Greyhound Racing Victoria has set a new record for greyhounds re-homed in 2016-17 with 1,314 dogs adopted out through the organisation’s Greyhound Adoption Program.
It is the first time the program has adopted more than 1,000 dogs in a financial year, smashing the previous record of 798 set in 2015-16.
The 65 per cent increase in GAP adoptions is one of many statistics revealed in GRV’s 2016-17 annual report that show a significant cultural improvement in Victorian greyhound racing over the past two years.
A total of 2,693 Victorian greyhounds found forever homes in 2016-17, with 1379 re-homed through channels such as third-party adoption agencies Gippsland Greys, Greyhound Safety Net and the RSPCA, as well as industry participants.
Other key findings announced in the report tabled in Victorian Parliament were:
- A 15 per cent reduction in track injuries thanks largely to new measures implemented to improve track safety.
- A 54 per cent reduction in euthanasia numbers (1,429 down from 3,098 in 2015-16).
- A 35 per cent reduction in breeding of pups and litters.
- A 56 per cent increase in swabbing with 16,154 swabs conducted during 2016-17 resulting in only four more positive and irregular swabs (98) than in 2015-16.
- National turnover on Victorian greyhound racing increasing by 11.8 per cent to a record $2.03 billion.
Greyhound Racing Victoria CEO Alan Clayton said Greyhound Racing Victoria had met the majority of the 68 recommendations from the Office of the Racing Integrity Commissioner and the Chief Veterinary Officer in 2015; and with the Department of Justice and Regulation is continuing to work on the remainder.
“Two years ago Victorian greyhound racing came under intense scrutiny and everyone involved understood that significant change was needed to the way our sport was conducted,” Mr Clayton said.
“GRV and Victorian greyhound racing participants understood that for the sport to be viable, an increased emphasis on animal welfare and integrity was needed and these findings are indicative of what has been significant cultural reform right across the state.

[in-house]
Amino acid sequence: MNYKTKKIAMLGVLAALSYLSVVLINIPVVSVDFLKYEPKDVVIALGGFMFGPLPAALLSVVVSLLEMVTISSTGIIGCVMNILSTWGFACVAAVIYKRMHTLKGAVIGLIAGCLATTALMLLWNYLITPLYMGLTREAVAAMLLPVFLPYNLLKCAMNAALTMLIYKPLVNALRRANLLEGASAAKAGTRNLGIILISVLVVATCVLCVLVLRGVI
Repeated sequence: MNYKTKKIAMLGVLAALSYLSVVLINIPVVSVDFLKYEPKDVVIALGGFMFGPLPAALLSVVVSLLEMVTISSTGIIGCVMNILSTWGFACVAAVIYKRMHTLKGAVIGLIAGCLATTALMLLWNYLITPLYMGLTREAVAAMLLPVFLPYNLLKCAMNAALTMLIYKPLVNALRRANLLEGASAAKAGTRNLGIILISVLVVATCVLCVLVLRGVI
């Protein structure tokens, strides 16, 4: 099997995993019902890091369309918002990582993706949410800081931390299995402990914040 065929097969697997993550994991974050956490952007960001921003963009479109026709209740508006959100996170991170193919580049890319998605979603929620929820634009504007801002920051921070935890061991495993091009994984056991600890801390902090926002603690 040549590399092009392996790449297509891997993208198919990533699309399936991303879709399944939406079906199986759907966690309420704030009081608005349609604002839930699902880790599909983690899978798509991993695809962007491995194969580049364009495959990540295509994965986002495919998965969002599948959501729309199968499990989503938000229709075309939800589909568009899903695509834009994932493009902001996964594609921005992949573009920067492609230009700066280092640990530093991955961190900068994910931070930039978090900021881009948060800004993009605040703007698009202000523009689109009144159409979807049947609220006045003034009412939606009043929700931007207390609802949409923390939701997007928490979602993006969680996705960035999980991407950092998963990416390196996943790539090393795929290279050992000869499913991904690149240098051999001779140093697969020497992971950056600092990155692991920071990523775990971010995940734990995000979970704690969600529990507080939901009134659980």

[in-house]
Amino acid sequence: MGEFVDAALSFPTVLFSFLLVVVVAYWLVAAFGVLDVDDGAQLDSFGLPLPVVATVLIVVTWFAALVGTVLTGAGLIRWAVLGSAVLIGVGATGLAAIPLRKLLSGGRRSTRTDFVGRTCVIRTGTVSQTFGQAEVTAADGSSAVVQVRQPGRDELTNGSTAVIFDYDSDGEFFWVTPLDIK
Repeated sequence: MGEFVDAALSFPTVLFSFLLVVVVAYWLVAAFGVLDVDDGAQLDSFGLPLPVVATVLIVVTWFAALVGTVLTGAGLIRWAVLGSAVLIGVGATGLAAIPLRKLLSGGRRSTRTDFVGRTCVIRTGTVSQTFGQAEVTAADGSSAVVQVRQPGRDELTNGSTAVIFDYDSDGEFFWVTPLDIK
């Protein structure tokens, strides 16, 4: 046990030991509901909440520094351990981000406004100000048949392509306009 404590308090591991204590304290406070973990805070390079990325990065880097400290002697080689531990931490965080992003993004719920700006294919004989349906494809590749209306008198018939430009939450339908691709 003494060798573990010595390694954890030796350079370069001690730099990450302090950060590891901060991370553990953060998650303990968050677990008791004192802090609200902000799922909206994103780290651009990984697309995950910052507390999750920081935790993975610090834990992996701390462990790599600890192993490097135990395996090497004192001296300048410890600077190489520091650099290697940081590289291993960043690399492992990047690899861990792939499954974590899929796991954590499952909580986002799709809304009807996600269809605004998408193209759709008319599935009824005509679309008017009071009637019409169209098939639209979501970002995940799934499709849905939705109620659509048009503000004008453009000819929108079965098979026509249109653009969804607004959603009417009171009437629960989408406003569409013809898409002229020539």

“These results show that GRV has established itself as an effective regulatory body with animal welfare as an overriding priority.”
New rules, improved assessment processes, new facilities, expanded foster care and adoption day programs were just some measures introduced to bring GAP adoption numbers well above 1,000 for the first time ever.
An upgrade of the Horsham track for animal safety reasons, new hoop arm lures and lighter catching pen gates were some of the measures introduced to increase track safety.
“It’s a great result to re-home 1,314 greyhounds through our Greyhound Adoption Program and to see 2,693 dogs re-homed overall,” Mr Clayton said.
“We are so pleased that the Victorian community has embraced our greyhounds and provided great homes for our beautiful dogs.”
Mr Clayton said while the key performance areas outlined in the report were very encouraging, GRV would continue to dedicate resources into its animal welfare and integrity functions, balanced with appropriate promotional efforts to ensure the industry has a sustainable, clean and prosperous future.
“It has been a priority for GRV to engage with our participants in an ongoing manner on a number of issues so we can listen to their concerns and suggestions, while offering help wherever possible,” he said.
“There has been widespread consultation through our stakeholder engagement workshops and our Industry Consultative Group while we are also focusing on building our partnership with the 13 Victorian greyhound racing clubs to deliver new and upgraded racing, welfare and industry development facilities and processes.”
The GRV Annual Report can be downloaded at http://www.grv.org.au/annualreport/.
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